Technology in Education


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Technology in Education

  1. 1. By Jennifer Warren
  2. 2. Select An Article <ul><li>Teachers & Technology: English with an Edge </li></ul><ul><li>Technology: Toward a New Model of High-Tech Schoolrooms </li></ul><ul><li>Assistive Technology and Inclusion </li></ul>
  3. 3. “ Teachers & Technology: English with an Edge” – by Neal Starkman <ul><li>Neal Starkman’s article used high school English teacher Andie Brown’s story as an example of how technology may improve the learning experience. As a last assignment, she asked her students to make short films to help them grasp the concept of satire. The results, she said, were overwhelmingly positive. Her students put so much enthusiasm into their projects, including those who did not seem to understand the concept beforehand. Brown mentioned on particular boy, who showed little effort during most of the semester. </li></ul><ul><li>(continued…) </li></ul>
  4. 4. Neal Starkman continued… <ul><li>This project sparked the boy’s interest in a way that she did not believe would have been possible otherwise. Brown said that the end result was worth the amount of time spent on the project (Starkman). </li></ul><ul><li>Source : </li></ul><ul><li>Starkman, Neal (2008). Teachers & Technology: English with an Edge. THE Journal . Retrieved November 22, 2008, from printarticle/?d=22614. </li></ul>
  5. 5. Personal Reflection on Starkman <ul><li>This article made me think about my future as a teacher and how technology can help engage students in their lessons. I was impressed by the results that Brown’s project had with her students that even students who were not doing well in the class succeeded. One quote I found particularly interesting dealt with this very thing: “Even students that I wasn’t sure had really grasped the concept of satire did great projects” (Starkman). This quote is a testament to how effective technology can be. </li></ul>
  6. 6. “ Technology: Toward a New Model of High-Tech Schoolrooms” – by Royal Van Horn <ul><li>In his article, Royal Van Horn argues that schools should start small when trying to integrate technology into education. The reason he gives for this is that often teachers are reluctant to use said technology. He says that elementary schools are particularly difficult in which to integrate technology, since the days have set patterns that leave little opportunity for technology use. Secondary schools also make this change difficult in that the learning centers mostly around lectures, which keeps students away from the computers. </li></ul><ul><li>(continued…) </li></ul>
  7. 7. Royal Van Horn continued… <ul><li>Van horn also points out that replacing obsolete computers every few years is too costly, considering the budgets that most schools have. His solution is to start the changes with individual classrooms (Van Horn). </li></ul><ul><li>Source : </li></ul><ul><li>Van Horn, Royal (2006). Technology: Toward a New Model of High-Tech Schoolrooms. Phi Delta Kappa International . Retrieved November 22, 2008, from k_v87/k0603van.htm. </li></ul>
  8. 8. Personal Reflection on Van Horn <ul><li>Van Horn’s argument made sense, because, thinking back on my educational history, most of my learning did not involve computers. I can understand why it would be difficult to integrate technology when many teachers are unwilling to adapt it to suit their lessons. One quote that stated his argument effectively was “School reform, like home remodeling, ought to be done one room at a time” (Van Horn). This quote perfectly summed up the article while illustrating his point. </li></ul>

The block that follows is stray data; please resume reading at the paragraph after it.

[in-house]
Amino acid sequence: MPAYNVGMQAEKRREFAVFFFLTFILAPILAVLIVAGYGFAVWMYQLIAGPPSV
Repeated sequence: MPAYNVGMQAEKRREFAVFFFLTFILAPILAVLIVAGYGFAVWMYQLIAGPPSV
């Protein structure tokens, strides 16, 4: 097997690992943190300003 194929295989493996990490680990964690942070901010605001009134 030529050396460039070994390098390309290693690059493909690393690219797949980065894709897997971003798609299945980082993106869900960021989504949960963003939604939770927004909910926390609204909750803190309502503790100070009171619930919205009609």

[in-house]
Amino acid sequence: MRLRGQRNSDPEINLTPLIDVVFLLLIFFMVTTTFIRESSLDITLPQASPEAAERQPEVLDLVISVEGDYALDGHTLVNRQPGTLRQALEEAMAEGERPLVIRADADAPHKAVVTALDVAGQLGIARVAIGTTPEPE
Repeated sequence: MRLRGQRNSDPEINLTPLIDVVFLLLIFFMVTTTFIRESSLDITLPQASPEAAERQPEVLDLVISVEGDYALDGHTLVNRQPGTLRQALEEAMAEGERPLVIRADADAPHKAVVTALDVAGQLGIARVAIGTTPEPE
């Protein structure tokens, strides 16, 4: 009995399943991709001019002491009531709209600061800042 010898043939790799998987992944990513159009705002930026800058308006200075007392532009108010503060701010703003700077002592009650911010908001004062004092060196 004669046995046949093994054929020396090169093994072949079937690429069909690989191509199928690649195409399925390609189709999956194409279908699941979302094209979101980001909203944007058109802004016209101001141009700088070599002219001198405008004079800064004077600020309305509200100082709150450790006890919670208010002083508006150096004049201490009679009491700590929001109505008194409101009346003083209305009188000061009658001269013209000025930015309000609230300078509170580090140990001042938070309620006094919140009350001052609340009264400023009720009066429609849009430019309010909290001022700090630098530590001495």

9. 9. “ Assistive Technology and Inclusion” – by Caren Sax, Ian Pumpian, and Doug Fisher <ul><li>This article talked about how technology may be instrumental in helping physically disabled students get the most out of school. It used Joey as an example of how this was possible. Joey, who had cerebral palsy, spent predominantly inactive days in his class. One example of technology the teachers used to help him was a series of switches that connected to a toy, which he learned how to operate. The purpose of this device was to teach him to associate his movement of the controls with the resulting movements of the toy. </li></ul><ul><li>(continued…) </li></ul>
  10. 10. Caren Sax, et al. continued… <ul><li>Teachers also used this as a way for Joey to interact with his classmates. The article says that Joey eventually became part of a regular class, and he had a special device to signal when he wanted to answer a question. </li></ul><ul><li>Source: </li></ul><ul><li>Sax, Caren, Ian Pumpian, and Doug Fisher (1995). Assistive Technology and Inclusion. New Horizons for Learning. Retrieved November 22, 2008, from teaching/sax.htm. </li></ul>
  11. 11. Person Reflection on Sax, et al. <ul><li>This article was very informative about how technology can help physically disabled students. It shows one of the many ways that people can benefit from technology, because it gives students like Joey the opportunity to learn rather than resign them to ignorance. This quote expresses how Joey benefitted from technology: “Fortunately, Joey’s teachers and advocates became familiar with the wide range of assistive devices that could increase Joey’s access to his world” (Sax, Pumpian, and Fisher). This shows another instance in which technology can make a significant difference. </li></ul>
  12. 12. Conclusion <ul><li>These articles all show ways that technology can benefit students and improve the learning experience. With devices to teach disabled students and hands on projects to engage students, technology provides so many possibilities. </li></ul>